Albert Einstein’s theory of general relativity describes the effect of gravitation on the shape of space and the flow of time. But for more than four decades after its publication, the theory remained largely a curiosity for scientists; however accurate it seemed, Einstein’s mathematical code—represented by six interlocking equations—was one of the most difficult to crack in all of science. That is, until a twenty-nine-year-old Cambridge graduate solved the great riddle in 1963. Roy Kerr’s solution emerged coincidentally with the discovery of black holes that same year and provided fertile testing ground—at long last—for general relativity. Today, scientists routinely cite the Kerr solution, but even among specialists, few know the story of how Kerr cracked Einstein’s code.
Fulvio Melia here offers an eyewitness account of the events leading up to Kerr’s great discovery. Cracking the Einstein Code vividly describes how luminaries such as Karl Schwarzschild, David Hilbert, and Emmy Noether set the stage for the Kerr solution; how Kerr came to make his breakthrough; and how scientists such as Roger Penrose, Kip Thorne, and Stephen Hawking used the accomplishment to refine and expand modern astronomy and physics. Today more than 300 million supermassive black holes are suspected of anchoring their host galaxies across the cosmos, and the Kerr solution is what astronomers and astrophysicists use to describe much of their behavior.
By unmasking the history behind the search for a real world solution to Einstein’s field equations, Melia offers a first-hand account of an important but untold story. Sometimes dramatic, often exhilarating, but always attuned to the human element, Cracking the Einstein Code is ultimately a showcase of how important science gets done.
Fulvio Melia is professor of physics and astronomy at the University of Arizona and author of numerous books, including, most recently,
The Galactic Supermassive Black Hole.
“Cracking the Einstein Code is at once an explanation of what black holes are, a description of their place in the universe, as well as a scientific biography of Kerr. The uniqueness of Melia’s book lies with Kerr’s biography, a story that deserved to be told but wasn’t until now. Elegant with expert pacing.”
— Eric Poisson, University of Guelph
"Einstein’s theory of general relativity was around for decades before it was possible for astrophysicists to study it. And when they finally cracked the code, they simultaneously discovered black holes. In this gripping intellectual history of the Golden Age of General Relativity, Melia, an astrophysicist, introduces a cast of driven, thoughtful young scientists who dedicated their careers to divining the physical manifestations of Einstein’s theories. The book, studded with candid photographs of everyone from Roger Penrose to Vitaly Ginzburg, follows mathematician Roy Kerr as he strives to develop the first exact solution to the Einstein equations, forever altering physics."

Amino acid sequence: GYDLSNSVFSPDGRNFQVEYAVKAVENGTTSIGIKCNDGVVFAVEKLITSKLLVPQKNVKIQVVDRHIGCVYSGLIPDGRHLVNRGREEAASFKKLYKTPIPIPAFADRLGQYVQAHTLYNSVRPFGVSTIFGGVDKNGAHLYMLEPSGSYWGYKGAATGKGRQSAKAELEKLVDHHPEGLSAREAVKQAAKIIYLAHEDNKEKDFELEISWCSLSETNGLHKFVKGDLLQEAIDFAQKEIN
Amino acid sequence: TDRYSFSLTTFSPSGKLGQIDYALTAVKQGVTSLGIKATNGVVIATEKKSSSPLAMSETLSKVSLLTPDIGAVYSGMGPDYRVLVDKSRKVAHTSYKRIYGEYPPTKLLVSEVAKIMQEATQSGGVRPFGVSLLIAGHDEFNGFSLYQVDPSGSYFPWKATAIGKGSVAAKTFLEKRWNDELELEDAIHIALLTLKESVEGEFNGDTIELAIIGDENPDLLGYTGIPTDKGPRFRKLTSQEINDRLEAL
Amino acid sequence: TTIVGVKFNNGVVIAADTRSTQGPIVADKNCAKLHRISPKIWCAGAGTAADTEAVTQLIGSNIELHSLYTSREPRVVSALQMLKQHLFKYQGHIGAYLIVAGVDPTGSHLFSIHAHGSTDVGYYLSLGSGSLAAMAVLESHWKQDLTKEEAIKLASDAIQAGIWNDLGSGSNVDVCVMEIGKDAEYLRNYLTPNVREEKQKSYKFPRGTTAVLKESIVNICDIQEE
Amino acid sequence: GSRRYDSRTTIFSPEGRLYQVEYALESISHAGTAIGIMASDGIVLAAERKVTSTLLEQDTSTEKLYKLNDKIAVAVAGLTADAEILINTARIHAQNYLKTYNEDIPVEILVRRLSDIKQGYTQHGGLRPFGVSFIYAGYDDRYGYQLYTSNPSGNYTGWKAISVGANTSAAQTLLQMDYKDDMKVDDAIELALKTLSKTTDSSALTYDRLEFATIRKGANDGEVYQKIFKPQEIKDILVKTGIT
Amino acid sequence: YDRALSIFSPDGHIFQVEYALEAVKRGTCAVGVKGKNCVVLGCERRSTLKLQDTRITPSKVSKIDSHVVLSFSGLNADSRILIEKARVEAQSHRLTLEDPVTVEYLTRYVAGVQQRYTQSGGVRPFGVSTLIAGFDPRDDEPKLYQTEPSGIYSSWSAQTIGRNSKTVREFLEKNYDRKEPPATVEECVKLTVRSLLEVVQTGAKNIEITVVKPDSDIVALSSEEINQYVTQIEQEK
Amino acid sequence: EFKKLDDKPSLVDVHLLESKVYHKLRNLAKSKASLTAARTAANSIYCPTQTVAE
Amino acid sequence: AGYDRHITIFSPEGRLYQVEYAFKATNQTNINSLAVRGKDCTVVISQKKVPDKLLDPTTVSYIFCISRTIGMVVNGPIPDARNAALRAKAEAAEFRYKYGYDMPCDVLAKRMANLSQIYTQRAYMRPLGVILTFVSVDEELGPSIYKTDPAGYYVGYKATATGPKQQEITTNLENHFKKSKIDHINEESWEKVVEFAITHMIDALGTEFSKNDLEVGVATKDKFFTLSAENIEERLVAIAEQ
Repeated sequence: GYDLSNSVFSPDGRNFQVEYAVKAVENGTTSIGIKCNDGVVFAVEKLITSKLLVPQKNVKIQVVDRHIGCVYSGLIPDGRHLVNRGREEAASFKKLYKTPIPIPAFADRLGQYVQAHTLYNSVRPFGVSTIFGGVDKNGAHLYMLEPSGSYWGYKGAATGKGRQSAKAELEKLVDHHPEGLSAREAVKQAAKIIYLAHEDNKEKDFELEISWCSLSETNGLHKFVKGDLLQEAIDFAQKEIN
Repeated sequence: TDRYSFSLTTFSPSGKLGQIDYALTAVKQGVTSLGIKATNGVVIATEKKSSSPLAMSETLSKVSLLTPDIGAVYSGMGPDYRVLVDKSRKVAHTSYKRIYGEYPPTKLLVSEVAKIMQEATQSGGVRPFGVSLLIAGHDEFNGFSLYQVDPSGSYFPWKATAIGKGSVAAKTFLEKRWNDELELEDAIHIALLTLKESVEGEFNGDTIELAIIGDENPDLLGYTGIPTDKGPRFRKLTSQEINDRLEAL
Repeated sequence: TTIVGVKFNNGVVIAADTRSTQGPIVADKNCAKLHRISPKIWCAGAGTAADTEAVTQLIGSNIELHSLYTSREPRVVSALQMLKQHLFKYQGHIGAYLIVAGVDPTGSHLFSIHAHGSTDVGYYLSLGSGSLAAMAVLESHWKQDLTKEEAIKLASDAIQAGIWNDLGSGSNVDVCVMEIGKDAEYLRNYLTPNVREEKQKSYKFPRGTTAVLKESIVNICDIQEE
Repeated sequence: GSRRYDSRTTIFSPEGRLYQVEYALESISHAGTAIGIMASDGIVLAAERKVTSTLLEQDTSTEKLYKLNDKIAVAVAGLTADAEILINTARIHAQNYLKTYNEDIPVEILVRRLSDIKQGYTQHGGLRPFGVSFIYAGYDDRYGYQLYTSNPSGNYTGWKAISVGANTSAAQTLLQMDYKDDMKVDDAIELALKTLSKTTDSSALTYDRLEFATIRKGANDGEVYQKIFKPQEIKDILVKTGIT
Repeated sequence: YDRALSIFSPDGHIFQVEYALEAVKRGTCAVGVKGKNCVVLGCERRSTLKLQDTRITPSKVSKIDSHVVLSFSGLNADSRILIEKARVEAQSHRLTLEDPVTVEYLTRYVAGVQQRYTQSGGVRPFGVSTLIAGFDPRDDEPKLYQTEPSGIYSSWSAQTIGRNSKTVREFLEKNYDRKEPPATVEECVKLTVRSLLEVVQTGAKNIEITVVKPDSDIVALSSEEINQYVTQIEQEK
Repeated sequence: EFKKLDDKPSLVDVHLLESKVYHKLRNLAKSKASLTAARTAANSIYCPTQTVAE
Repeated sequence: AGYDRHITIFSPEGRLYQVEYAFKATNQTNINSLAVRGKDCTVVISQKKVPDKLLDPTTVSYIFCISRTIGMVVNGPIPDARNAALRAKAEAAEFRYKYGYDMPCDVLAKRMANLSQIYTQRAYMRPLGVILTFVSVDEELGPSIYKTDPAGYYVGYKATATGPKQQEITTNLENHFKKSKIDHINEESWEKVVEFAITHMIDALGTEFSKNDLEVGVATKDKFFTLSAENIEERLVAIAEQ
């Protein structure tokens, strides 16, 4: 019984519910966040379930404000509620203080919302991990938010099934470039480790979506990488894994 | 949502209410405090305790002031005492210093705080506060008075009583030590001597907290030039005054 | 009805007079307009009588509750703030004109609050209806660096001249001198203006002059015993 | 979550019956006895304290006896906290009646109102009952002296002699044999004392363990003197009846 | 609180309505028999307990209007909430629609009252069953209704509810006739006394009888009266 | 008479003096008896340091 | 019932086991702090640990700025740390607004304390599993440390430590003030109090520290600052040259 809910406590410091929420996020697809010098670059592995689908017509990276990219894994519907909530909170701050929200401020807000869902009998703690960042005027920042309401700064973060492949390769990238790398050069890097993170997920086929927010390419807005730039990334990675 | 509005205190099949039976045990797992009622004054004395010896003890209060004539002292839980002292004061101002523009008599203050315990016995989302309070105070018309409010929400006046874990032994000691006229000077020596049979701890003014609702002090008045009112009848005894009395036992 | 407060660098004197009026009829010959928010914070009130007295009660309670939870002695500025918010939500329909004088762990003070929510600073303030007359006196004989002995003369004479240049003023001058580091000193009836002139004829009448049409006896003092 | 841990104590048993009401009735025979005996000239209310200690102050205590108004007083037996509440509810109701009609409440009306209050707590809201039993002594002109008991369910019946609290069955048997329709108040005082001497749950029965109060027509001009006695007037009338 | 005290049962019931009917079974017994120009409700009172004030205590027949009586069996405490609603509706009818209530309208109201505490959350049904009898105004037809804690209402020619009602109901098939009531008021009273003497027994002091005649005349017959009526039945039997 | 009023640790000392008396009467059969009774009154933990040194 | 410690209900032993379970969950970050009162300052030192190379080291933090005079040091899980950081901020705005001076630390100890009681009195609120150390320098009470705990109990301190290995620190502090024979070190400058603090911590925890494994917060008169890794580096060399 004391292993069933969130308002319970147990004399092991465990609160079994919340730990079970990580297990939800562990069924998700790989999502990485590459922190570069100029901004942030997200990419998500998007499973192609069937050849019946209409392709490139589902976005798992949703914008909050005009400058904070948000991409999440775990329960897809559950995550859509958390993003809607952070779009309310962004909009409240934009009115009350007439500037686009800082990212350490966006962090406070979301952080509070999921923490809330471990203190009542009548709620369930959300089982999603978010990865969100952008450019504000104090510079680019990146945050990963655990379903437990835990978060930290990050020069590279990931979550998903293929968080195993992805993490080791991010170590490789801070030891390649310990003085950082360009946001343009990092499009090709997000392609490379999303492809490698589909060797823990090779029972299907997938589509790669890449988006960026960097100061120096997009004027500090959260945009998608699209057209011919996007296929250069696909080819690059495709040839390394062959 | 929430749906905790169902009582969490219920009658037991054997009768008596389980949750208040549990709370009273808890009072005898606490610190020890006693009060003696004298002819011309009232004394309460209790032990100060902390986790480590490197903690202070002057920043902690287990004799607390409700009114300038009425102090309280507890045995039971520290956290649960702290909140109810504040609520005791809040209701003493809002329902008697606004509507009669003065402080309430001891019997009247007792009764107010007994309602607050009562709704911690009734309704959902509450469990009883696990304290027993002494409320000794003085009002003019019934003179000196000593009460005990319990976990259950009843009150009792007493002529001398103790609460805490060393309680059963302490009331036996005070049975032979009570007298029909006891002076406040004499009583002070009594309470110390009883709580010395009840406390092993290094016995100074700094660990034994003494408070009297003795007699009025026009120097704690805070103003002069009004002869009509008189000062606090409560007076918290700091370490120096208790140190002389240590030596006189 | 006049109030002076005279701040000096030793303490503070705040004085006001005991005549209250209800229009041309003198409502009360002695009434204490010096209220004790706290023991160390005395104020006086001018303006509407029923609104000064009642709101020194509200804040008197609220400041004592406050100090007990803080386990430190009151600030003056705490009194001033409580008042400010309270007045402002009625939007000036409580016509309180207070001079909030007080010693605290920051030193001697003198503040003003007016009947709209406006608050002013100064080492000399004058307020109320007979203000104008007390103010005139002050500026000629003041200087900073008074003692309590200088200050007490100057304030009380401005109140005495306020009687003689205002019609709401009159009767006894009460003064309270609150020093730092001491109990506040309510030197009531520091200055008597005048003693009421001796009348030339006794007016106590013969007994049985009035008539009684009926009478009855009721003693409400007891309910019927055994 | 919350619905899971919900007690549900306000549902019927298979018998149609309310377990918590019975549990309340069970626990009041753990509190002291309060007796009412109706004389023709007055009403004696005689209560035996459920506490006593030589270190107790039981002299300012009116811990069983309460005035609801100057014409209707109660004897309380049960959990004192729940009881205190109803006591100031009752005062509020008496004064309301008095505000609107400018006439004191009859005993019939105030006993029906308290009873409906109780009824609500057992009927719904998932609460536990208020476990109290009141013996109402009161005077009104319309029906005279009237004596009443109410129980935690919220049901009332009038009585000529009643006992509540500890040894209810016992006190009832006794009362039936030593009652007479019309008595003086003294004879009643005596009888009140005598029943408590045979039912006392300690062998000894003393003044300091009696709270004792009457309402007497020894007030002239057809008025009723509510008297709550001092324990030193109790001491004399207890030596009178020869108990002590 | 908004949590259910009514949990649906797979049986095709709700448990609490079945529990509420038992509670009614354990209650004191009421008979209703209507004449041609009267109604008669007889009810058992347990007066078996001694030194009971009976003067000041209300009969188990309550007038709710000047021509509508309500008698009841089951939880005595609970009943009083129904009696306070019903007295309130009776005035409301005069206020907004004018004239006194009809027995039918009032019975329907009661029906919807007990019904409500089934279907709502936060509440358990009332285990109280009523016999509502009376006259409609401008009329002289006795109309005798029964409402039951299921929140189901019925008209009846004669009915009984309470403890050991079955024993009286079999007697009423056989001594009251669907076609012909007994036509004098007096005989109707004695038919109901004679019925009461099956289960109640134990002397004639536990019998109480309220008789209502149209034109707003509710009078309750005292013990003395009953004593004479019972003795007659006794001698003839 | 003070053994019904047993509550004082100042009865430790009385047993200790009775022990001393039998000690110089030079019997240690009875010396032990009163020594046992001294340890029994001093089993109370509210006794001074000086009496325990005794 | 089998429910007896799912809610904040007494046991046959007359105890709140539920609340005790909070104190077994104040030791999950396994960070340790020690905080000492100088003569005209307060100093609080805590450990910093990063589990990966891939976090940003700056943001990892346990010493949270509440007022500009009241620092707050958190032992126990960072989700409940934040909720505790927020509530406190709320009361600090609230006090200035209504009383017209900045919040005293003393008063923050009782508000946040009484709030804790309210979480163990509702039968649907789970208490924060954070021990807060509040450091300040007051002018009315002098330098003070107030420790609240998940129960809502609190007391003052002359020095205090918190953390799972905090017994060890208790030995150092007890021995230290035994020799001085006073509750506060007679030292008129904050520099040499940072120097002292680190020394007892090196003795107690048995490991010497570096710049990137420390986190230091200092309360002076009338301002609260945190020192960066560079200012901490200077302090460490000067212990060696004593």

"Many biographies of Albert Einstein document the hurdles he faced as he struggled to develop his theory of gravity, known as general relativity, which Einstein finally published in 1916. What is often overlooked is that this was only the beginning. Just as knowing the rules of chess does not, by itself, allow you to win tournaments, having Einstein's field equations for general relativity does not immediately tell you what the gravitational field surrounding a real object is actually like....Melia knows his physics and has found a compelling story."
— Dan Falk, New Scientist
"Today, experiments are slowly shedding light on Einstein's theory, and theoreticians are still trying to find a rigorous way to quantise it. Much of this research uses the results so brilliantly obtained by Roy Kerr, whose work is honoured by this modest but agreeable book."
— Graham Farmelo, Times Higher Education
"A wonderful, touching book about the life and work of one of the great unsung heros of physics, Roy Kerr, the New Zealander who, in 1963, extracted from Einstein's scarily complex equations of gravity an exact description for a real-life, 'spinning' black hole."—Marcus Chow,
New Scientist, "The Best Books of 2009"